Despite the playful, sometimes brazen, and often boisterous atmosphere of laughter, pleasure, and verbal play common to IRC, Anonymous is still rather serious business, Which brings us to the second form of labor and interactivity crucial to gaining respect on the network. Anons (on AnonOps, among other Anonymous networks) acquire respect by engaging in activist interventions, some of them risky and illegal; there have been over two dozen arrests. By laboring toward collectively-defined political actions and by working on the infrastructure that supports this type of work (such as running an IRC server), individuals come to trust each other. One of the key operators and organizers of a key operation in the Middle East, which provided technology assistance to on the ground activists in January 2011 and helped catalyze the string of Anonymous-led interventions in the Middle East region, dubbed the Freedom Ops, explained this dynamic as follows:
If Anons accrue respect from a combination of charismatic sociality and especially work, what about me? I am not running an IRC server, nor do engage in political actions. Certainly, all the hours I have poured into IRC has been central to forging lines of communication and building trust among (at least some) Anons. I can hold my own on IRC and I rather like chatting on IRC, which may explain why I have chosen to study geek and hacker worlds: collective worlds that are inseparable, at some fundamental level, from this communicative architecture. But at a certain point, it became patently obvious that my research was rather more complicated than simply “hard chatting on IRC.” I was also putting some labor into the collective pot. Indeed, I hold the dubious distinction of teaching roughly two dozen reporters how to find Anonymous and how to get on IRC to interview them. For most of the winter and spring of 2011, I helped shuttle reporters onto the channel designated for them. I subjected myself to the mindless repetition of being interviewed over eighty times by journalists. I have answered the same questions over and over again in print, in TV and in film interviews. After a few months of doing this type of media-work—and it quickly came to feel like the drudgery associated with some forms of work —it became evident that I was gaining some access, respect, and trust via these appearances, many Anons peppering me with comments, reflections, praise, and critiques after they watched a news segment, read an opinion piece, or watched some public lecture.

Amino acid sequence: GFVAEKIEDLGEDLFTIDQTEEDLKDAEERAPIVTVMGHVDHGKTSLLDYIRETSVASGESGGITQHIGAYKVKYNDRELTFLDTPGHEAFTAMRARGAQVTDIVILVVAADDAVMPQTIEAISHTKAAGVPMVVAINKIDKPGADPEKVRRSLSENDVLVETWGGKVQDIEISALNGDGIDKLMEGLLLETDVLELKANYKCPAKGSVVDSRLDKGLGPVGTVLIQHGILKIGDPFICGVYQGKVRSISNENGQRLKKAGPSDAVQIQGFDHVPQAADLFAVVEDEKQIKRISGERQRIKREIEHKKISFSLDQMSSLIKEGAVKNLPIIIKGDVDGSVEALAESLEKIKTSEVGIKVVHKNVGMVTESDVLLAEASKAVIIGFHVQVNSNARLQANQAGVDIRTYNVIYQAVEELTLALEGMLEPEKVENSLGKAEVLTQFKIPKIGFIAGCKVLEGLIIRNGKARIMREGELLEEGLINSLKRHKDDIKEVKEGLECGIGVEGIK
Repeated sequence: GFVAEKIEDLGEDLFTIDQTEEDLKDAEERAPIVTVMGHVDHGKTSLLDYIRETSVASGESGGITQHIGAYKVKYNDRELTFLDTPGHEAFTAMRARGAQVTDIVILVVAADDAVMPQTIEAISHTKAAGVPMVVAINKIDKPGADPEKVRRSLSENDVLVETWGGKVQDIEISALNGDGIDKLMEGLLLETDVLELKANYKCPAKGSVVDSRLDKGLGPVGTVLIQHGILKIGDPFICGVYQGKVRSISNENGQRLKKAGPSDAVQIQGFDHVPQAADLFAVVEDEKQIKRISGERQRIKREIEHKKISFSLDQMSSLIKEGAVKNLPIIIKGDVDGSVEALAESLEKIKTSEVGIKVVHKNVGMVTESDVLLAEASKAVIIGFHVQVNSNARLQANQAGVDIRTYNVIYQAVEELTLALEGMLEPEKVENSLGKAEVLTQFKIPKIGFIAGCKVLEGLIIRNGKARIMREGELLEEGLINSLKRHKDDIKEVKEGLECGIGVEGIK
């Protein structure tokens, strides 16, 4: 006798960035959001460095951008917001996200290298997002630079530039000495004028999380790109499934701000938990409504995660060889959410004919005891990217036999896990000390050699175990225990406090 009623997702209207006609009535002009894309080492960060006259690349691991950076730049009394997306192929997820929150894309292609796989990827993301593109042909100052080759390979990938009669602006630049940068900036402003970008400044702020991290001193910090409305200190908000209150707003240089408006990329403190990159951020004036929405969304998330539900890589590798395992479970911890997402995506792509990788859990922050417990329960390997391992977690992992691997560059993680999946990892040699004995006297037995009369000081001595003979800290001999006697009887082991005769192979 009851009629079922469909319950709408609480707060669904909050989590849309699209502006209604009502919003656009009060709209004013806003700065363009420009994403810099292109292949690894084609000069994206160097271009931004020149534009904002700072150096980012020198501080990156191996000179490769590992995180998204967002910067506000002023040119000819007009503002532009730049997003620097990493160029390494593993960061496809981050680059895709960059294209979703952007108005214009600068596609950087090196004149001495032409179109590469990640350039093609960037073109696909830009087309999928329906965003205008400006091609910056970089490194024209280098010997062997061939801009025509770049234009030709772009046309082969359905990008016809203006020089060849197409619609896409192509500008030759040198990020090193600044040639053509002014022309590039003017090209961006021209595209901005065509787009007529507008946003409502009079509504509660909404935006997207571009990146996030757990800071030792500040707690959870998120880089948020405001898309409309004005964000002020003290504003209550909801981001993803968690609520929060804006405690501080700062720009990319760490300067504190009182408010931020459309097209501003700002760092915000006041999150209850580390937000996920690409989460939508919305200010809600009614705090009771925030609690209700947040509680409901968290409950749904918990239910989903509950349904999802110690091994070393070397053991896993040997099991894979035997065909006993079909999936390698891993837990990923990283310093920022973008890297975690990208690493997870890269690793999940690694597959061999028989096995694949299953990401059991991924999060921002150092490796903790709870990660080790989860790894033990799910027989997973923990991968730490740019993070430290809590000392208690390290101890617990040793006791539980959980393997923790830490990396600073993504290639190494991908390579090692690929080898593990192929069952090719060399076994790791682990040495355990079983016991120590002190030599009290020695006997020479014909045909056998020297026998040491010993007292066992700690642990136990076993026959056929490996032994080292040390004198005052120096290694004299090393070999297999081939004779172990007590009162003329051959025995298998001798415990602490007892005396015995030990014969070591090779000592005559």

My ethnographer’s magic, to borrow a famous term coined long ago by Bronislaw Malinowski, may lie in how I handle myself in public lectures and the media: something I never expected when commencing this project. The work of ethnography is often about the private lives and thoughts of individuals or concerns public modes of interaction, not acting as the public face, in this case, of a faceless entity. I have earned some measure respect because I have worked assiduously to dispel myths. And I have had to literally engage in some cunning to do so, because so many journalists, especially in the United States and the UK, have been keen on slotting Anonymous in the role of raging hackers, led by a small cohort of leaders, or some other distortion.
In my many media appearances and talks, I state things that Anonymous themselves would not say (or would certainly put in different terms). Sometimes I just flat out contradict them. For instance, in the past, many Anons used to say “we are not hackers,” a claim that became much harder to make once the hack-as-leaking operations took off in March 2011. I would explain: there are hackers but Anonymous is not simply composed of hackers. And sometimes, most significantly, I am silent; there is a lot I don’t say or even currently put into written word.
As I recently explained to one sympathetic reporter in a lengthy interview on the ins and outs of studying Anonymous: “There are things about Anonymous that I currently can’t write about because I don’t understand it well enough. You have to have some discretion because there are some back-room politics, and they need time to develop before you make a claim about it.” I also explained that I might be caught up in webs of duplicity myself: “I’m aware that I am operating within webs of duplicity. While I’ve come to trust certain Anons and have more empathy than less, I’m also well aware that duplicity is the name of the game—misinformation and social engineering—and I’m being caught up in it myself,” observed Coleman. “But, if it was clear cut and transparent, it wouldn’t be as effective politically.”
If Abraham’s identified the man of words, a mode of talk also integral to communicative life on IRC, it might be best to describe myself as the woman of measured words, at least when I appear in the media or when I give a talk. Since I am hyper-aware Anons will critically asses, even at times dissect my statements, I am quite deliberate in what I say and don’t say in public, as I know this will affect and shape my access to them. This does not mean I am simply cowered into silence. In fact, being blunt about certain issues—like acknowledging how I too may be the object of misinformation—has brought some measure of approval. But it is always a question of cunning and craft as to how, where, and when to make statements about Anonymous.
On IRC, like those around me, I often give way to the spontaneity of verbal play and meandering conversations. During my interaction with reporters, I take a distinct and measured stance. Most anons who pay attention to these things (many do not) witness these two sides, each performative in their own right, although requiring distinct forms cunning. Do these interactions—deliberate public media work and spontaneous socializing on IRC—make me Anonymous?